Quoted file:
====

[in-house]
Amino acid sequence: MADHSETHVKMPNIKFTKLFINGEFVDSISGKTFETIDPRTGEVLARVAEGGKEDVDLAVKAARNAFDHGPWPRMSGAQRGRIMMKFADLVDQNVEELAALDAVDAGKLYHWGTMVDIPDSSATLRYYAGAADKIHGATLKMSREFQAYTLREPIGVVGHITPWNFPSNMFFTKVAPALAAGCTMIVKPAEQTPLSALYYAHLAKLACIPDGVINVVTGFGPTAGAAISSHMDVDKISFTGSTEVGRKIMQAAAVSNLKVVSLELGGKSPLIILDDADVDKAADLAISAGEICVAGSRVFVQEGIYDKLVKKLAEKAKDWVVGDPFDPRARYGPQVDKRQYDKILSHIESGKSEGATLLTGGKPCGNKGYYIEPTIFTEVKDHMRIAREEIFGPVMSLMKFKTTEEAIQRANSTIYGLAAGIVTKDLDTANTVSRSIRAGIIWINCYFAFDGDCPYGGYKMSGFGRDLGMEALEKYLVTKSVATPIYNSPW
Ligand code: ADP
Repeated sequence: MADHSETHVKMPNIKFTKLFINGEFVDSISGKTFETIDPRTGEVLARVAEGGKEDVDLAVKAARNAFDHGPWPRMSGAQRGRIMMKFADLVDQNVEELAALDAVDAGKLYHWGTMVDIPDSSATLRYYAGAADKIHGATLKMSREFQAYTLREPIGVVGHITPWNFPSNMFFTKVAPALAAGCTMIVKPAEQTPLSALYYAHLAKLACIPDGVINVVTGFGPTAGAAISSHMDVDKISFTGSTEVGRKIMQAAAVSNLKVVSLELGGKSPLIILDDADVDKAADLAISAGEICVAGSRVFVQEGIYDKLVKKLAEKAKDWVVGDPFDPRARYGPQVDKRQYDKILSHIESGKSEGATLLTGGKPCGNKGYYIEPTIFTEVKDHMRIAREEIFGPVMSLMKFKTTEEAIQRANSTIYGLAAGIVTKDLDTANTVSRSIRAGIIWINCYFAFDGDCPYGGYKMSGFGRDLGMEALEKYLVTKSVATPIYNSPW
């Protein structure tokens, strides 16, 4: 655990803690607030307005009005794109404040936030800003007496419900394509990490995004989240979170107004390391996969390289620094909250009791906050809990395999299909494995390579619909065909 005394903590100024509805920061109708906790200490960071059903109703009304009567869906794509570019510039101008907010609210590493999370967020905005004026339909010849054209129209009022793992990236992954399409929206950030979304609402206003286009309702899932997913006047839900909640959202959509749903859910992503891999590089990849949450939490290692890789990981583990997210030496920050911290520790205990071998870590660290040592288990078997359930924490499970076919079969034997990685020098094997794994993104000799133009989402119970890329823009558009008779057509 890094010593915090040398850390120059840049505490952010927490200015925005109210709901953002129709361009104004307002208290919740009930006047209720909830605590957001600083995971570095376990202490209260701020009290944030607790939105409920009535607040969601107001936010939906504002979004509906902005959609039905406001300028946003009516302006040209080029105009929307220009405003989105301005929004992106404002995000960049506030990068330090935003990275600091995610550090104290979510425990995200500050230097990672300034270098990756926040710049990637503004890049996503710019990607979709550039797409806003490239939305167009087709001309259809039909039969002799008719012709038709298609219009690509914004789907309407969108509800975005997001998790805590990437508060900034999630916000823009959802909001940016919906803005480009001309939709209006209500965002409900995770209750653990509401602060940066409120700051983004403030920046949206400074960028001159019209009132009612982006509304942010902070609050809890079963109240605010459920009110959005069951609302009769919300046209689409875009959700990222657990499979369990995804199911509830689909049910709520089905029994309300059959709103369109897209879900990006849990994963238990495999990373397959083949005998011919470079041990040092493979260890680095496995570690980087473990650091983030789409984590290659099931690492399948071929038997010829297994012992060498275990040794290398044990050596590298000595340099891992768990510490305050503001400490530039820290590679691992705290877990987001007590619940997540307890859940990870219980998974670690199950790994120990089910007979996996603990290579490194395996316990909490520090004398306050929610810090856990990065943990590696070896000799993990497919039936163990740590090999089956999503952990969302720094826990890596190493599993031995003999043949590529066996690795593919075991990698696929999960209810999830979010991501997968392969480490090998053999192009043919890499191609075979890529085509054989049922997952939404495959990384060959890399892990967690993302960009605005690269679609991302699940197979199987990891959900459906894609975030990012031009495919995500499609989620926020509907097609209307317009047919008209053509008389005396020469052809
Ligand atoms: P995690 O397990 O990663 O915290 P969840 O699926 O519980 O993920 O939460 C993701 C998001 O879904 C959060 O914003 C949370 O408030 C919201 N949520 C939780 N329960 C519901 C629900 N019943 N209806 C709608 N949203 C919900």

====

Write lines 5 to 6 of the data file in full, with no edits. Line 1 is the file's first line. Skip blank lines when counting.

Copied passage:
């Protein structure tokens, strides 16, 4: 655990803690607030307005009005794109404040936030800003007496419900394509990490995004989240979170107004390391996969390289620094909250009791906050809990395999299909494995390579619909065909 005394903590100024509805920061109708906790200490960071059903109703009304009567869906794509570019510039101008907010609210590493999370967020905005004026339909010849054209129209009022793992990236992954399409929206950030979304609402206003286009309702899932997913006047839900909640959202959509749903859910992503891999590089990849949450939490290692890789990981583990997210030496920050911290520790205990071998870590660290040592288990078997359930924490499970076919079969034997990685020098094997794994993104000799133009989402119970890329823009558009008779057509 890094010593915090040398850390120059840049505490952010927490200015925005109210709901953002129709361009104004307002208290919740009930006047209720909830605590957001600083995971570095376990202490209260701020009290944030607790939105409920009535607040969601107001936010939906504002979004509906902005959609039905406001300028946003009516302006040209080029105009929307220009405003989105301005929004992106404002995000960049506030990068330090935003990275600091995610550090104290979510425990995200500050230097990672300034270098990756926040710049990637503004890049996503710019990607979709550039797409806003490239939305167009087709001309259809039909039969002799008719012709038709298609219009690509914004789907309407969108509800975005997001998790805590990437508060900034999630916000823009959802909001940016919906803005480009001309939709209006209500965002409900995770209750653990509401602060940066409120700051983004403030920046949206400074960028001159019209009132009612982006509304942010902070609050809890079963109240605010459920009110959005069951609302009769919300046209689409875009959700990222657990499979369990995804199911509830689909049910709520089905029994309300059959709103369109897209879900990006849990994963238990495999990373397959083949005998011919470079041990040092493979260890680095496995570690980087473990650091983030789409984590290659099931690492399948071929038997010829297994012992060498275990040794290398044990050596590298000595340099891992768990510490305050503001400490530039820290590679691992705290877990987001007590619940997540307890859940990870219980998974670690199950790994120990089910007979996996603990290579490194395996316990909490520090004398306050929610810090856990990065943990590696070896000799993990497919039936163990740590090999089956999503952990969302720094826990890596190493599993031995003999043949590529066996690795593919075991990698696929999960209810999830979010991501997968392969480490090998053999192009043919890499191609075979890529085509054989049922997952939404495959990384060959890399892990967690993302960009605005690269679609991302699940197979199987990891959900459906894609975030990012031009495919995500499609989620926020509907097609209307317009047919008209053509008389005396020469052809
Ligand atoms: P995690 O397990 O990663 O915290 P969840 O699926 O519980 O993920 O939460 C993701 C998001 O879904 C959060 O914003 C949370 O408030 C919201 N949520 C939780 N329960 C519901 C629900 N019943 N209806 C709608 N949203 C919900």